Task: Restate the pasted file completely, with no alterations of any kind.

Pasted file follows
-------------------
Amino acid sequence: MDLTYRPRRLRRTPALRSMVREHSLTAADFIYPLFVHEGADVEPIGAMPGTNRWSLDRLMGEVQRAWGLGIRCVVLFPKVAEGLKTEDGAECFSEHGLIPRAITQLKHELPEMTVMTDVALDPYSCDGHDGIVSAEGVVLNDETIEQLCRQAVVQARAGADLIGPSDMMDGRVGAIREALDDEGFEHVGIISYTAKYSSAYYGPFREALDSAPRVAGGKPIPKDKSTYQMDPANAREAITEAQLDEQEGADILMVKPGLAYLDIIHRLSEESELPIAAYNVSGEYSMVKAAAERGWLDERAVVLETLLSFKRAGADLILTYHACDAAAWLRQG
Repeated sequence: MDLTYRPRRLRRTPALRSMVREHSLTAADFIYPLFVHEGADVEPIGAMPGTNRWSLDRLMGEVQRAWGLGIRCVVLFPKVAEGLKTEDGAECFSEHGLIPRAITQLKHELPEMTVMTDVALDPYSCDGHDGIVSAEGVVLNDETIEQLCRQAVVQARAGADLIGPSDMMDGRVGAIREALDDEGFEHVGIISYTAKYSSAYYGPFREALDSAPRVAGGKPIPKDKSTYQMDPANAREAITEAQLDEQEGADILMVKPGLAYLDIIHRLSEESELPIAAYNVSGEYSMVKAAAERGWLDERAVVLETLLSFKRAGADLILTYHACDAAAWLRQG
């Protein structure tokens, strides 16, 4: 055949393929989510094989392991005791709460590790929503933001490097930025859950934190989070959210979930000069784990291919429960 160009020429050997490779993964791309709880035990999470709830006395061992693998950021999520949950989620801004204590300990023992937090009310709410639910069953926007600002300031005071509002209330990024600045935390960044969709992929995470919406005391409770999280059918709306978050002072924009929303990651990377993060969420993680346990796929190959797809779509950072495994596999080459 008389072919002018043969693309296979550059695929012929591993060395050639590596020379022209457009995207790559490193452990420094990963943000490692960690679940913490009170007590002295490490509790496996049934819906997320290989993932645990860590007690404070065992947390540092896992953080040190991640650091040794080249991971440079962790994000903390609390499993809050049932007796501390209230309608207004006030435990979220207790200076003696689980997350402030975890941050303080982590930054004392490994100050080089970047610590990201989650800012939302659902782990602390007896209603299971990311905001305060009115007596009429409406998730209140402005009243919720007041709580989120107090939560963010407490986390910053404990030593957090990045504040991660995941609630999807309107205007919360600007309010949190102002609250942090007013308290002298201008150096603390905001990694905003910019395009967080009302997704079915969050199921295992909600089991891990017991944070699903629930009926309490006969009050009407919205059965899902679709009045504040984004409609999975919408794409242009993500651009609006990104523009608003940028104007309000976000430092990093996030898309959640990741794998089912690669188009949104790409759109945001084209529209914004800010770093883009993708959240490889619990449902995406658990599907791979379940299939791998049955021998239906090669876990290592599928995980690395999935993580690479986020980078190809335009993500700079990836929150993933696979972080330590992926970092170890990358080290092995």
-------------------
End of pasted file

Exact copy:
Amino acid sequence: MDLTYRPRRLRRTPALRSMVREHSLTAADFIYPLFVHEGADVEPIGAMPGTNRWSLDRLMGEVQRAWGLGIRCVVLFPKVAEGLKTEDGAECFSEHGLIPRAITQLKHELPEMTVMTDVALDPYSCDGHDGIVSAEGVVLNDETIEQLCRQAVVQARAGADLIGPSDMMDGRVGAIREALDDEGFEHVGIISYTAKYSSAYYGPFREALDSAPRVAGGKPIPKDKSTYQMDPANAREAITEAQLDEQEGADILMVKPGLAYLDIIHRLSEESELPIAAYNVSGEYSMVKAAAERGWLDERAVVLETLLSFKRAGADLILTYHACDAAAWLRQG
Repeated sequence: MDLTYRPRRLRRTPALRSMVREHSLTAADFIYPLFVHEGADVEPIGAMPGTNRWSLDRLMGEVQRAWGLGIRCVVLFPKVAEGLKTEDGAECFSEHGLIPRAITQLKHELPEMTVMTDVALDPYSCDGHDGIVSAEGVVLNDETIEQLCRQAVVQARAGADLIGPSDMMDGRVGAIREALDDEGFEHVGIISYTAKYSSAYYGPFREALDSAPRVAGGKPIPKDKSTYQMDPANAREAITEAQLDEQEGADILMVKPGLAYLDIIHRLSEESELPIAAYNVSGEYSMVKAAAERGWLDERAVVLETLLSFKRAGADLILTYHACDAAAWLRQG
């Protein structure tokens, strides 16, 4: 055949393929989510094989392991005791709460590790929503933001490097930025859950934190989070959210979930000069784990291919429960 160009020429050997490779993964791309709880035990999470709830006395061992693998950021999520949950989620801004204590300990023992937090009310709410639910069953926007600002300031005071509002209330990024600045935390960044969709992929995470919406005391409770999280059918709306978050002072924009929303990651990377993060969420993680346990796929190959797809779509950072495994596999080459 008389072919002018043969693309296979550059695929012929591993060395050639590596020379022209457009995207790559490193452990420094990963943000490692960690679940913490009170007590002295490490509790496996049934819906997320290989993932645990860590007690404070065992947390540092896992953080040190991640650091040794080249991971440079962790994000903390609390499993809050049932007796501390209230309608207004006030435990979220207790200076003696689980997350402030975890941050303080982590930054004392490994100050080089970047610590990201989650800012939302659902782990602390007896209603299971990311905001305060009115007596009429409406998730209140402005009243919720007041709580989120107090939560963010407490986390910053404990030593957090990045504040991660995941609630999807309107205007919360600007309010949190102002609250942090007013308290002298201008150096603390905001990694905003910019395009967080009302997704079915969050199921295992909600089991891990017991944070699903629930009926309490006969009050009407919205059965899902679709009045504040984004409609999975919408794409242009993500651009609006990104523009608003940028104007309000976000430092990093996030898309959640990741794998089912690669188009949104790409759109945001084209529209914004800010770093883009993708959240490889619990449902995406658990599907791979379940299939791998049955021998239906090669876990290592599928995980690395999935993580690479986020980078190809335009993500700079990836929150993933696979972080330590992926970092170890990358080290092995």